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To quote Douglas Adams, "Isn't it enough to see that a garden is beautiful without having to believe that there are fairies at the bottom of it too?" (Or neteru in your case.)
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#35196 - 02/06/10 10:52 PM ... and a little bit of pixie dust! [Re: Meq]
Michael A.Aquino Offline
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 Originally Posted By: Meq
To quote Douglas Adams, "Isn't it enough to see that a garden is beautiful without having to believe that there are fairies at the bottom of it too?"

I suppose it is for Adams, Hume, and Charley; but don't you know that you have to believe in fairies before you can see them? [Tink and I have been chums for a very long time.]
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#35197 - 02/06/10 11:14 PM Re: ... and a little bit of pixie dust! [Re: Michael A.Aquino]
Jake999 Offline
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I suppose you can see a lot of things if you believe in them. Doesn't make them real. Just means that you want to believe they are. I once had a vision of a girl I wanted. It was a nice fantasy. The one I got in reality was much better.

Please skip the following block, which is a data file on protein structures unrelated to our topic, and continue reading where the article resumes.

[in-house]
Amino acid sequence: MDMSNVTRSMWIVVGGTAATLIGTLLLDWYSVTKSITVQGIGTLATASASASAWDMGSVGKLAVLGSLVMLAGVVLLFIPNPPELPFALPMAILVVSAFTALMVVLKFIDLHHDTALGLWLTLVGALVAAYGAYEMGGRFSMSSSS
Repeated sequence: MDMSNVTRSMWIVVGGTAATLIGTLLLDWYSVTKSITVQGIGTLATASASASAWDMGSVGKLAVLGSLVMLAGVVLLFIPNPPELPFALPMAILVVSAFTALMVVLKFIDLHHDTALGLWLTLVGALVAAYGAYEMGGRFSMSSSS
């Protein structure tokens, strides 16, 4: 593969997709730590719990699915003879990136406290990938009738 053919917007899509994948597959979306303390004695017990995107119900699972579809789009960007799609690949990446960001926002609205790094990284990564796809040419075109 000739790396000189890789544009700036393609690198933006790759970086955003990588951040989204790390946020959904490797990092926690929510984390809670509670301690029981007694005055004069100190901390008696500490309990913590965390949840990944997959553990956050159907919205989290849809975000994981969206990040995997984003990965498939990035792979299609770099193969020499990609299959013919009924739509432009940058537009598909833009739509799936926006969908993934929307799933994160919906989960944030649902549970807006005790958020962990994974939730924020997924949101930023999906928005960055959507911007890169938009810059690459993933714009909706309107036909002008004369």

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#35198 - 02/07/10 01:17 AM Pygmalion and Galatea [Re: Jake999]
Michael A.Aquino Offline
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 Originally Posted By: Jake999
I suppose you can see a lot of things if you believe in them. Doesn't make them real. Just means that you want to believe they are. I once had a vision of a girl I wanted. It was a nice fantasy. The one I got in reality was much better.

I am happy for you that you have been able to delight in both of them, when and as you needed and desired. That's magic.

For readers of this thread I would like to recommend a movie, Photographing Fairies, which conveniently is available in installments on YouTube, beginning here.
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#35203 - 02/07/10 06:49 AM Re: ... and a little bit of pixie dust! [Re: Jake999]
Simon Jester Offline
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 Quote:
I suppose you can see a lot of things if you believe in them. Doesn't make them real. Just means that you want to believe they are.


http://www.youtube.com/watch?v=mQ_eXFhhEhg ;\)


Edited by Simon Jester (02/07/10 06:53 AM)

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#35206 - 02/07/10 02:00 PM Papa Oom Mow Mow [Re: Simon Jester]
Michael A.Aquino Offline
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 Originally Posted By: Simon Jester
www.youtube.com/watch?v=mQ_eXFhhEhg ;\)

Was there something going on in this clip besides the bikinis?
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Michael A. Aquino

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#35230 - 02/08/10 02:20 AM Re: Papa Oom Mow Mow [Re: Michael A.Aquino]